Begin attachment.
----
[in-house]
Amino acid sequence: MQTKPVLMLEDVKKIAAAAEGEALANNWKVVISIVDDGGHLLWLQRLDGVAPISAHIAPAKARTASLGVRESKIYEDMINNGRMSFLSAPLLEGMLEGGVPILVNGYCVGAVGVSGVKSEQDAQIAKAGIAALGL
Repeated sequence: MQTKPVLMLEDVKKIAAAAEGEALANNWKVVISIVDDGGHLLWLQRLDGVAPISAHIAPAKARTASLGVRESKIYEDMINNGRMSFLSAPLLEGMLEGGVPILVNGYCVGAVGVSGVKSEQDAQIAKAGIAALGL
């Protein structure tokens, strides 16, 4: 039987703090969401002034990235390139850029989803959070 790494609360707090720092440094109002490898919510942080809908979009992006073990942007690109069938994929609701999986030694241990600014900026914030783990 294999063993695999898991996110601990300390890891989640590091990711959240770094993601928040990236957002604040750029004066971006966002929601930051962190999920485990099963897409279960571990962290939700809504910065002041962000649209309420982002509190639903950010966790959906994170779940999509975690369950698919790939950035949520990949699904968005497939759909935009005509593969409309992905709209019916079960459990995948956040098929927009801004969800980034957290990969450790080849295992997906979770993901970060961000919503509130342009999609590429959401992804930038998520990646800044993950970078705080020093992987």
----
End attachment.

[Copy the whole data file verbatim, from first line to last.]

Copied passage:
[in-house]
Amino acid sequence: MQTKPVLMLEDVKKIAAAAEGEALANNWKVVISIVDDGGHLLWLQRLDGVAPISAHIAPAKARTASLGVRESKIYEDMINNGRMSFLSAPLLEGMLEGGVPILVNGYCVGAVGVSGVKSEQDAQIAKAGIAALGL
Repeated sequence: MQTKPVLMLEDVKKIAAAAEGEALANNWKVVISIVDDGGHLLWLQRLDGVAPISAHIAPAKARTASLGVRESKIYEDMINNGRMSFLSAPLLEGMLEGGVPILVNGYCVGAVGVSGVKSEQDAQIAKAGIAALGL
């Protein structure tokens, strides 16, 4: 039987703090969401002034990235390139850029989803959070 790494609360707090720092440094109002490898919510942080809908979009992006073990942007690109069938994929609701999986030694241990600014900026914030783990 294999063993695999898991996110601990300390890891989640590091990711959240770094993601928040990236957002604040750029004066971006966002929601930051962190999920485990099963897409279960571990962290939700809504910065002041962000649209309420982002509190639903950010966790959906994170779940999509975690369950698919790939950035949520990949699904968005497939759909935009005509593969409309992905709209019916079960459990995948956040098929927009801004969800980034957290990969450790080849295992997906979770993901970060961000919503509130342009999609590429959401992804930038998520990646800044993950970078705080020093992987």